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XII. A Historical Review and Quantitative Analysis of International Criminal Justice

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Chapter Summary

International Criminal Justice (ICJ) made its way into international practice in several stages. The first period ranges from 1268 until 1815, effectively from the first international criminal prosecution of Conradin von Hohenstaufen in Naples through the end of World War I. The second stage begins with the signing of the Treaty of Versailles and ranges from 1919 until 2014, when it is expected that all of the existing direct and mixed model tribunals will have closed, leaving only the International Criminal Court (ICC). The third impending stage will begin in January 2015, when the ICC will be the primary international criminal tribunal. This chapter discusses a quantitative analysis of international criminal prosecutions after World War II (WWII). Where to draw the line between tokenism and symbolism is in large part judgmental, and includes political considerations.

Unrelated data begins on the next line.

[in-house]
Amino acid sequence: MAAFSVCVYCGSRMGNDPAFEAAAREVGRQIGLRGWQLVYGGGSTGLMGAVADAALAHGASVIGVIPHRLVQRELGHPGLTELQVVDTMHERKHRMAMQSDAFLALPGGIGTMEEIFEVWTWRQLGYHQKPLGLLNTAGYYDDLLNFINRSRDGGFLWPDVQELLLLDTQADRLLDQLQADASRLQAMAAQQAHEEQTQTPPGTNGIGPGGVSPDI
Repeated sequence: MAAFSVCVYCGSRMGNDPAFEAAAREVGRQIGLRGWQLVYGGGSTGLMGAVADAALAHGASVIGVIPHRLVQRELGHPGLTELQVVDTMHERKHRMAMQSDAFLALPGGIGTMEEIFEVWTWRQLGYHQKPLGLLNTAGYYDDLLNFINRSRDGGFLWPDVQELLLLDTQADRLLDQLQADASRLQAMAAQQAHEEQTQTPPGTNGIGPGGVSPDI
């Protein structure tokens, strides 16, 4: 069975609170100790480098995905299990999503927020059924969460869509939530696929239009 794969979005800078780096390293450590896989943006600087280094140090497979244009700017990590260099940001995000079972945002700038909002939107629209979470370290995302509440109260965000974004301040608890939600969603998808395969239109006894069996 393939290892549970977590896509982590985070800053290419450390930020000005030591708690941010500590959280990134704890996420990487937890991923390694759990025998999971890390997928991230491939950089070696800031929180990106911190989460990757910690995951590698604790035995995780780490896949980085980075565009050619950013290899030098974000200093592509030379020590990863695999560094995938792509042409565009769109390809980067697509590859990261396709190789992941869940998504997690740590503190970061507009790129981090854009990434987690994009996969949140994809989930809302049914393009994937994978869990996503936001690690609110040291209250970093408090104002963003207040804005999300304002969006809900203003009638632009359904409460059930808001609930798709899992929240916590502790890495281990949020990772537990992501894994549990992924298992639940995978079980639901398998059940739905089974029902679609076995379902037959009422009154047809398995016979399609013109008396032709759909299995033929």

Keywords:International Criminal Justice (ICJ); quantitative analysis; symbolism; tokenism



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